In a similar vein, the Netziv (Introduction to Breisheet) explains that it was the “pious” Jews of the Second Temple period, acting “leshem shamayim”, who accused all who practiced Judaism differently than they did of being heretics. In reality, they were flaming the fires of sinaat chinam, and brought about the destruction of the Temple and the subsequent exile of the Jewish people. At times, it would be much better not to act “for the sake of heaven”, as it can lead to greater destruction. It is next to impossible to convince those who “kill in the name of G-d” that they desecrate their god and cause harm to decent people of all religions. 

That may all be true, but how can that explain the Talmudic assessment of Shammai’s actions, which bear no resemblance to the cases above? Even if Hillel’s approach is better, what was so terrible about Shammai’s that it did not reach the level of ma’asav leshem shamayim, his actions being for the sake of heaven? 

The Talmud is very clear. Shammai had great respect for Shabbat and gave it great honour. But in his deep respect for Shabbat, he made a miscalculation about his relationship with G-d. By putting aside meat early in the week, he was ever so slightly displaying a lack of trust in G-d, revealing his fear that he would not find another piece worthy of Shabbat. Let us recall that Shammai lived in an age before refrigeration. A juicy piece of meat on Sunday is not so juicy come Shabbat. By not enjoying G-d’s blessing on Sunday, he ever so slightly failed to act for the sake of heaven. Acting for the sake of heaven requires one to fully trust in heaven. And even if that trust does not materialize, that in no way diminishes the nobility of one’s actions. 

Shammai failed to do so. Yet this was an easy mistake to make, and it is noteworthy that the Talmud does not directly critique Shammai and does not directly say that he did not act leshem shamayim.  

The Mishna in Pirkei Avot lists the arguments between Hillel and Shammai as the quintessential example of a machloket leshem shamayim, a debate for the sake of heaven. That is a very great compliment and much harder to do than it might appear. As the commentaries note, the Mishna is careful to list Hillel and Shammai, not Beit Hillel and Beit Shammai. As great as those houses of learning were, the Talmud notes that their arguments did not reach the level of leshem shamayim. Because they did not “serve their teachers well enough, disputes proliferated among the Jewish people and the Torah became like two Torot” (Sanhedrin 88b)[3].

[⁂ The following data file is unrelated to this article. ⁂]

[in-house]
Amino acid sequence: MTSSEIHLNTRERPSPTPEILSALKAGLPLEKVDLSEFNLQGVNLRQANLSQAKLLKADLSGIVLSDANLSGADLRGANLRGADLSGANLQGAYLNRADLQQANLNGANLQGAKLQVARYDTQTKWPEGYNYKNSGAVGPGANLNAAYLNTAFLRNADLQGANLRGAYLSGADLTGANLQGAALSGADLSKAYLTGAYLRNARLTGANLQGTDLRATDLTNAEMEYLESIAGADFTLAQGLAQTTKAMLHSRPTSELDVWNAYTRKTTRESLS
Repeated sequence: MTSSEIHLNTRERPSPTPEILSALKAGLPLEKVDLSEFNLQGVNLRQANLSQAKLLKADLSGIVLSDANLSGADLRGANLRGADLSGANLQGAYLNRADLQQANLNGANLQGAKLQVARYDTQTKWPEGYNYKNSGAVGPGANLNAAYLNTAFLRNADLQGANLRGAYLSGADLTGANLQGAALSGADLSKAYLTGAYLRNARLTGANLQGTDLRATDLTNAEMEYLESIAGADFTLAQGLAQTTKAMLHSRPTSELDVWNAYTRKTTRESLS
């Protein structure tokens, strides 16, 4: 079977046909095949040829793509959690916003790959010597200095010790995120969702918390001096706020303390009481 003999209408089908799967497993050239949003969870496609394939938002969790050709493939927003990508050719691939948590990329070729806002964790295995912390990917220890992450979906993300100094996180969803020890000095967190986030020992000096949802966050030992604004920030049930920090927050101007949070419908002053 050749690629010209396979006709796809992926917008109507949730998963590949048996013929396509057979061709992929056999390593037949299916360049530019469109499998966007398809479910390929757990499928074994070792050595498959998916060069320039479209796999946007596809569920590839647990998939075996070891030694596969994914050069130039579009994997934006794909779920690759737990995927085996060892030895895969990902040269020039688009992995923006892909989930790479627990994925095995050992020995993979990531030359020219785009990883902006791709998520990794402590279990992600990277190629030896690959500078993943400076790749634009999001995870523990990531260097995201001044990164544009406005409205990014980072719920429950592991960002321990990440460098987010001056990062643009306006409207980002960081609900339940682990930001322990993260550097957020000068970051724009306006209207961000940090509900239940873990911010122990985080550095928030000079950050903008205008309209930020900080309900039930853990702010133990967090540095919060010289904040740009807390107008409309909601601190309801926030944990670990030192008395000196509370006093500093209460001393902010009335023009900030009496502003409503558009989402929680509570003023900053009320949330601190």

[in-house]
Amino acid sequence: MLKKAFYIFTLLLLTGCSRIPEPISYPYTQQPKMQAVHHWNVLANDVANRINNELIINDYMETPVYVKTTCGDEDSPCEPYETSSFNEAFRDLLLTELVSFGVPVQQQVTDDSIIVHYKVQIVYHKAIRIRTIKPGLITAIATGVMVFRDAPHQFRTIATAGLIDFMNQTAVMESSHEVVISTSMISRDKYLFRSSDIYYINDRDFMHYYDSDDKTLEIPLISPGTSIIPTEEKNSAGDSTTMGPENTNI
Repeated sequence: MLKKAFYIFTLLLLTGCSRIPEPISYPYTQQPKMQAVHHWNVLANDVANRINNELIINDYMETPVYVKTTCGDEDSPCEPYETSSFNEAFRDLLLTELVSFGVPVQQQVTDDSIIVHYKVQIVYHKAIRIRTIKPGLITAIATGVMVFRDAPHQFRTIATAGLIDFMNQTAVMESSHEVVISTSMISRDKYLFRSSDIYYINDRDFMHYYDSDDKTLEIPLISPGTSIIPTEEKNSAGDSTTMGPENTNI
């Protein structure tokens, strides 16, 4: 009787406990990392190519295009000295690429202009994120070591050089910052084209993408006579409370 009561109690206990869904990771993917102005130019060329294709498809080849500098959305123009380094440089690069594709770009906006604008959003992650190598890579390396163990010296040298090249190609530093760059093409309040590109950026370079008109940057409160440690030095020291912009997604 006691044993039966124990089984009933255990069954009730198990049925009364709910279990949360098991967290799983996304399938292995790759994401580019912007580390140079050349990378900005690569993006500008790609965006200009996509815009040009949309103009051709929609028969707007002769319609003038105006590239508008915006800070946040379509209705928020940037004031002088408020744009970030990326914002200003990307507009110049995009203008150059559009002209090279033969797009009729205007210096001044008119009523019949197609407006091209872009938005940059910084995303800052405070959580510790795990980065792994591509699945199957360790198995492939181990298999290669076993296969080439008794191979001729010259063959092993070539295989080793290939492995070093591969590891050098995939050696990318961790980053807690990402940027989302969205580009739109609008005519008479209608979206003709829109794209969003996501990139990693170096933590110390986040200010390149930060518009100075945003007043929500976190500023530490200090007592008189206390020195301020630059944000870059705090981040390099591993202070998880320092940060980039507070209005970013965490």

But as great an accomplishment of arguing for the sake of heaven is, that does not necessarily lead to acting for the sake of heaven. That takes much thought and much hard work. We can aspire to do so by following in the footsteps of our great teacher Hillel, thanking G-d for our many blessings each and every day, Baruch Hashem, Yom Yom[4]. 

[1] The Ramban notes that the mitzvah of zachor is specifically fulfilled during the week. There is little need to remember something as we experience it. It is when it is not Shabbat that we must ensure we remember it. 

[2] This assessment is so difficult for some to accept that they claim that of course, Shammai acted leshem shamayim. That is, in their view, obvious. What the Gemara is teaching is that Hillel too, despite the fact that he did not worry about Shabbat early in the week, was also acting for the sake of heaven.

[3] If Beit Hillel and Beit Shammai could not reach the level of  machloket leshem shamayim, what might we say about the too many arguments that proliferate today?

[4] While this is a devar Torah on masechet Beitza, it is most appropriate for the holiday of Sukkot, where we are taught to thank G-d even and especially when being forced to leave our homes.